National Invasive Species Week: Protecting the Lake Tahoe Basin

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Preventing the spread of aquatic invasive species invasive species
An invasive species is any plant or animal that has spread or been introduced into a new area where they are, or could, cause harm to the environment, economy, or human, animal, or plant health. Their unwelcome presence can destroy ecosystems and cost millions of dollars.

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In the United States, invasive species cause an estimated $123 billion dollars in damage including impacts to agriculture, public health, sport fishing, hydropower facilities, municipal water supplies, and the aquaculture industry.

In recognition of National Invasive Species week, the U.S. Fish and Wildlife Service would like to highlight in particular – aquatic invasive species.

Taylor-Tallac area. ​​​Photo courtesy of: Monique Rydel

What are Aquatic Invasive Species?

An aquatic invasive species is a freshwater or marine organism that has spread or been introduced beyond its native range and is either causing harm or has the potential to cause harm. This harm includes impacts to Native American Tribes.

One specific example of ongoing threats is the spread of aquatic invasives in Lake Tahoe, which is on ancestral lands, and of significant cultural importance to the Washoe Tribe (historic range of Lahontan cutthroat trout). Aquatic invasive species not only impact the Washoe Tribe ancestral lands but also their people and culture. Despite the many changes that have taken place in the Lake Tahoe Basin, the cultural importance of the Washoe People remains strong and deeply rooted in history and their traditions.

Lake Tahoe shoreline. Credit: USFWS

Along the southwest shore of Lake Tahoe, the Taylor-Tallac creeks and marshes are infested with approximately 17 acres of the invasive aquatic weed Eurasian watermilfoil.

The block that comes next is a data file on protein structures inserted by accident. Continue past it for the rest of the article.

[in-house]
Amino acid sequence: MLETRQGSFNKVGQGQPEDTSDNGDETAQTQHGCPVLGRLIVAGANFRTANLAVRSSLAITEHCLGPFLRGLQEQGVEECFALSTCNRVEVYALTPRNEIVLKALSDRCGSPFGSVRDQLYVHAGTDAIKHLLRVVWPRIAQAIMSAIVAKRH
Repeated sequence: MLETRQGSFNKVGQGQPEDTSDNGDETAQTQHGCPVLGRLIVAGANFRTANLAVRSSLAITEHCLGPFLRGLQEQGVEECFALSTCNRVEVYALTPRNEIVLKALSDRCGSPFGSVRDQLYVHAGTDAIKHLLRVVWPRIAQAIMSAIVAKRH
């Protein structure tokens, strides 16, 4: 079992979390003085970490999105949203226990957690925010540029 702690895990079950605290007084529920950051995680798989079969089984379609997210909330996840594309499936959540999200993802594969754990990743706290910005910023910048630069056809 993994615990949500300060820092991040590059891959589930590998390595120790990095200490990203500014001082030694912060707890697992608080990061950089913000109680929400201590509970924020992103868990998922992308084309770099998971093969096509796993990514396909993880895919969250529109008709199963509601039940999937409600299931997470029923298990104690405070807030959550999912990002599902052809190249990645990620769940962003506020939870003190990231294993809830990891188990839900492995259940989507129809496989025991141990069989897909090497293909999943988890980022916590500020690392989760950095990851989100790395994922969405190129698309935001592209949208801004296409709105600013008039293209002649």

Common invasive weeds, like the Eurasian watermilfoil, can significantly disrupt aquatic ecosystems, crowd out native species, and hinder the community’s ability to enjoy waterways.

With recent funding, there’s now potential to provide habitat for almost every native species in the Lake Tahoe Basin. In 2022, the Lake Tahoe Basin received a total of $3.4 million in year one funding invested by the Bipartisan Infrastructure Law to support these proven projects and expand collaborative efforts.

The Taylor-Tallac Aquatic Invasive Species Control Project is one of the highest priority areas for control and is a critical ecological resource for the Lake Tahoe Basin.

The Service remains committed to working with the Washoe Tribe, state, and federal partners to combat aquatic invasive species in Lake Tahoe.  Other partners include the Tahoe Regional Planning Agency and the Washoe Environmental Protection Department which was established in 1998 and has been a key collaborator in ongoing restoration work.

Cherished for their picturesque beauty, the Taylor-Tallac creeks and marshes are a natural resource in the community. The Taylor-Tallac ecosystem is the largest functioning wetland in the Basin and is also an important recreation resource as well.

During National Invasive Species week, aquatic invasive species awareness and management is a top priority.

Lake Tahoe watercraft inspection. Credit: USFWS

Here’s a few important things we all can do to ensure harmful species like aquatic invasive species do not spread into new areas:

  • Clean your watercraft after each use.
  • Clean outdoor recreation gear.
  • Fish using native bait when possible.
  • Volunteer at removal efforts.
  • Don’t move firewood.
  • Never release unwanted pets, aquarium fish, plants or live bait, and other exotic animals into the wild.

With awareness and collaboration, we can work towards protecting our waterways and preserving the natural beauty of Lake Tahoe for generations to come.  Click here for Lake Tahoe Aquatic Invasive Species photos.

Story Tags

Aquatic environment
Cultural resources
Ecological resilience
Ecological restoration
Ecosystem recovery
Invasive species
Tribal lands